Employment Equity Amendment Act, Act No 47 of 2013 (the EEAA) came into operation by means of promulgation with effect from 01 August 2014.
The EEAA as well as other amendments to SA Labor Legislation, to wit the Labor Relations Act, 66 of 1995 (the LRA) and the Basic Conditions of Employment Act, 75 of 1997 (the BCEA) formed the subject matter of extensive consultations held over a period of almost four years at NEDLAC whereupon 'consensus' was reached as to most of the amendments required in order to reform SA Labor Legislation.
To date only the EEAA has become law and it is expected that the amended LRA and BCEA would be enacted in the very near future.
This article is intended to be 'PART-ONE' of possible follow-up articles wherein the focus would be on the EEAA, Sections 6(4) & (5) - the amendments to the principal Act, namely the Employment Equity Act, 55 of 1998, and more specifically the Sections in the EEAA that deals with 'Equal Pay for Work of Equal Value'.
At the outset it should be recorded that the subject matter 'Equal Pay for Work of Equal Value' is by its very nature complex in substance, legally technical in nature insofar as it raises all sorts of legal questions, as well as concerns pertaining to issues such as the practical implementation of measures in compliance with the law; and other more controversial issues based on the economic or financial realities of employers that may inhibit legal compliance - to name a few of the many variables.
It was deemed apposite to refer to a panel discussion by Labor Law Experts, P Benjamin, S Gaibie & C Todd, '24th ANNUAL CURRENT LABOUR LAW SEMINAR' LexisNexis (2013) where the observation was made that Sections 6(4) & (5) clarify rather than change SA Equity Laws. The question posed was will the EEAA lead to an increase in litigation? The World Economic Forum gave SA a score of 0,65 for wage equity, namely that male workers receive 30% more than females doing the same work.
In an authoritative article by J Grogan, 'The New Dispensation, Part 2: The Amendments to the EEA and the BCEA' Employment Law Journal LexisNexis (2014) Vol. 30 Part 3, the learned author observes: 'As is now well known, the EEA attempts to strike the delicate balance enjoined by the Constitution between the individual’s right to equality and the promotion of equality by legislative measures “designed to protect or advance persons, or categories of persons, disadvantaged by unfair discrimination” (Constitution of the Republic of South Africa, 1996, sections 9(1) and 9(2)). The Employment Equity Act 55 of 1998 is the legislative measure designed to promote equality in the workplace. Employment equity plans adopted in terms of that act are the “measures”.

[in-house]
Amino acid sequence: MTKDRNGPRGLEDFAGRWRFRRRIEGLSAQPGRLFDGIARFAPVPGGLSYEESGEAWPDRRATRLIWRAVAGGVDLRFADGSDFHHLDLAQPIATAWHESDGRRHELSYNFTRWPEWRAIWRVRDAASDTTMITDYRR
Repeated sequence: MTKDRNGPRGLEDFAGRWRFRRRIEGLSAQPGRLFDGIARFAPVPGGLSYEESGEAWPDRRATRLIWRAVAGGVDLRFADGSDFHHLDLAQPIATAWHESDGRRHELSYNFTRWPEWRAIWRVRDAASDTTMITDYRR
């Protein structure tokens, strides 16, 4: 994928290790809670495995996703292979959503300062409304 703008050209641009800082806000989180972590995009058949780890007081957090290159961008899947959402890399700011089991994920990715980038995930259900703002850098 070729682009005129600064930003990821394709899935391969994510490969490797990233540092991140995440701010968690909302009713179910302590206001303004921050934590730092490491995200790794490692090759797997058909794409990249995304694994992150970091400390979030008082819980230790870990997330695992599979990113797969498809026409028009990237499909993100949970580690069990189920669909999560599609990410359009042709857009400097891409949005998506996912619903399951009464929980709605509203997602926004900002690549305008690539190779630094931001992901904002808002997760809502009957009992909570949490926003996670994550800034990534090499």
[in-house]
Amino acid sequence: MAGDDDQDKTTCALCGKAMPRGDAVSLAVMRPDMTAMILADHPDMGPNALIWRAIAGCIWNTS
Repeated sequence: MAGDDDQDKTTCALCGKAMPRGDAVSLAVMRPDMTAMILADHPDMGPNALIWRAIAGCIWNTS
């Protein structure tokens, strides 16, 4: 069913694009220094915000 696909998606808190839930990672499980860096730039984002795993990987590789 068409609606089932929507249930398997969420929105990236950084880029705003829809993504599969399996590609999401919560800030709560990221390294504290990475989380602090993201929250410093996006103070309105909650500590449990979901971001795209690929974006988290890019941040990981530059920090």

The overall aim of the amendments to the Employment Equity Act 55 of 1998 is “to further regulate the prohibition of unfair discrimination against employees” and “to provide afresh for the assessment of compliance by designated employers”. As will appear from the review of the amendments set out in this article, the former aim seems to have been made decidedly subservient to the latter.'
Insertion of new sections 6(4) and 6(5) – Work of equal value
The new Section 6(4) has been introduced to deal explicitly with unfair discrimination by an employer in respect of the terms and conditions of employment of employees doing the same or similar work or work of equal value. A differentiation based on a proscribed ground listed in Section 6(1) or any other arbitrary ground will amount to unfair discrimination unless the employer can show that differences in wages or other conditions of employment are in fact based on fair criteria such as experience, skill, responsibility and the like.In terms of Section 6(5), the Minister of Labor will be empowered to publish a code of good practice dealing with criteria and methodologies for assessing work of equal value.
Suffice it to record that the EEA Regulations, 2014 has been published and the contents thereof as well as other pertinent issues and questions as to the subject matter would be addressed in PART-TWO.